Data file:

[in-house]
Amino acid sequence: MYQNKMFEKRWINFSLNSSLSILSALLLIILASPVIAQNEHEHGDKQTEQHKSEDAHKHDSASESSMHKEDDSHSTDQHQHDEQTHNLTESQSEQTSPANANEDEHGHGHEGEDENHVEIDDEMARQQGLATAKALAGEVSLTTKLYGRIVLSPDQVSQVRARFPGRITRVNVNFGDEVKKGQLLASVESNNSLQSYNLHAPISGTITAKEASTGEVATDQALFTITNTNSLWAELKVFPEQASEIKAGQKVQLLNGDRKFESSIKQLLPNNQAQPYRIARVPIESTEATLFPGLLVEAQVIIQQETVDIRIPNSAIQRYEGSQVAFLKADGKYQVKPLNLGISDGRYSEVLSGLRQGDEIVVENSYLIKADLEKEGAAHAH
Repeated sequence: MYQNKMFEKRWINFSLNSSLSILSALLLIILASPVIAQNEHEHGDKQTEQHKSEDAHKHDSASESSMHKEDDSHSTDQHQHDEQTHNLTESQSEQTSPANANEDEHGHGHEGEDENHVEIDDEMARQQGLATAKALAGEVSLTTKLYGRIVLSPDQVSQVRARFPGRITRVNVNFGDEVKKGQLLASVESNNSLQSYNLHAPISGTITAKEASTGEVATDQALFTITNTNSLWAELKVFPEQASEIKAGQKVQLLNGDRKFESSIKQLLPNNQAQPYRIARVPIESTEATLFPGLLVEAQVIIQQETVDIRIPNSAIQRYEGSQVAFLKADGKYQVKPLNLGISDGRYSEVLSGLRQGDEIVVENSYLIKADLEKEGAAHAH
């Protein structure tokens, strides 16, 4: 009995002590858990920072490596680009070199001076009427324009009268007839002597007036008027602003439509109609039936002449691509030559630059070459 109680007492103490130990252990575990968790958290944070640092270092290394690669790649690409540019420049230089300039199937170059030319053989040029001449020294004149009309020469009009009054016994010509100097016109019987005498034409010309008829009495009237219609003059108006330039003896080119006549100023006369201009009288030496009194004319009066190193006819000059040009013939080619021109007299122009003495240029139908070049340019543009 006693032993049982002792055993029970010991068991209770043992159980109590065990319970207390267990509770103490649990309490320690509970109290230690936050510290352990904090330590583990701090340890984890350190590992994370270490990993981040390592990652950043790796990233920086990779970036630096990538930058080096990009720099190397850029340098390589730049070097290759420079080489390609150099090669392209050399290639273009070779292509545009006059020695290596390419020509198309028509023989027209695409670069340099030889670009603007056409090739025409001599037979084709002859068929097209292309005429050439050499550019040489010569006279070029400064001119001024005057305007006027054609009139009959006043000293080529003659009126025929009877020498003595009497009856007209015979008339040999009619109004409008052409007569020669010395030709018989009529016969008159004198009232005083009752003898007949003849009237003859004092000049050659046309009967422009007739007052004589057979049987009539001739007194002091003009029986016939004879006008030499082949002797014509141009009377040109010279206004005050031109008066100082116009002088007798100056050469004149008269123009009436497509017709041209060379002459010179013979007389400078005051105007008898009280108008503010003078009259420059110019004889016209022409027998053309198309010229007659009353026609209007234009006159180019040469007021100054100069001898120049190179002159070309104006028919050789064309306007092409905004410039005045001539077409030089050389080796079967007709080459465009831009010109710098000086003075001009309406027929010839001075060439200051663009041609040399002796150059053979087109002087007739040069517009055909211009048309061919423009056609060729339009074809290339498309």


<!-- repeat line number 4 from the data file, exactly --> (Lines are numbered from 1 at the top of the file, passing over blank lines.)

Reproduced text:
């Protein structure tokens, strides 16, 4: 009995002590858990920072490596680009070199001076009427324009009268007839002597007036008027602003439509109609039936002449691509030559630059070459 109680007492103490130990252990575990968790958290944070640092270092290394690669790649690409540019420049230089300039199937170059030319053989040029001449020294004149009309020469009009009054016994010509100097016109019987005498034409010309008829009495009237219609003059108006330039003896080119006549100023006369201009009288030496009194004319009066190193006819000059040009013939080619021109007299122009003495240029139908070049340019543009 006693032993049982002792055993029970010991068991209770043992159980109590065990319970207390267990509770103490649990309490320690509970109290230690936050510290352990904090330590583990701090340890984890350190590992994370270490990993981040390592990652950043790796990233920086990779970036630096990538930058080096990009720099190397850029340098390589730049070097290759420079080489390609150099090669392209050399290639273009070779292509545009006059020695290596390419020509198309028509023989027209695409670069340099030889670009603007056409090739025409001599037979084709002859068929097209292309005429050439050499550019040489010569006279070029400064001119001024005057305007006027054609009139009959006043000293080529003659009126025929009877020498003595009497009856007209015979008339040999009619109004409008052409007569020669010395030709018989009529016969008159004198009232005083009752003898007949003849009237003859004092000049050659046309009967422009007739007052004589057979049987009539001739007194002091003009029986016939004879006008030499082949002797014509141009009377040109010279206004005050031109008066100082116009002088007798100056050469004149008269123009009436497509017709041209060379002459010179013979007389400078005051105007008898009280108008503010003078009259420059110019004889016209022409027998053309198309010229007659009353026609209007234009006159180019040469007021100054100069001898120049190179002159070309104006028919050789064309306007092409905004410039005045001539077409030089050389080796079967007709080459465009831009010109710098000086003075001009309406027929010839001075060439200051663009041609040399002796150059053979087109002087007739040069517009055909211009048309061919423009056609060729339009074809290339498309």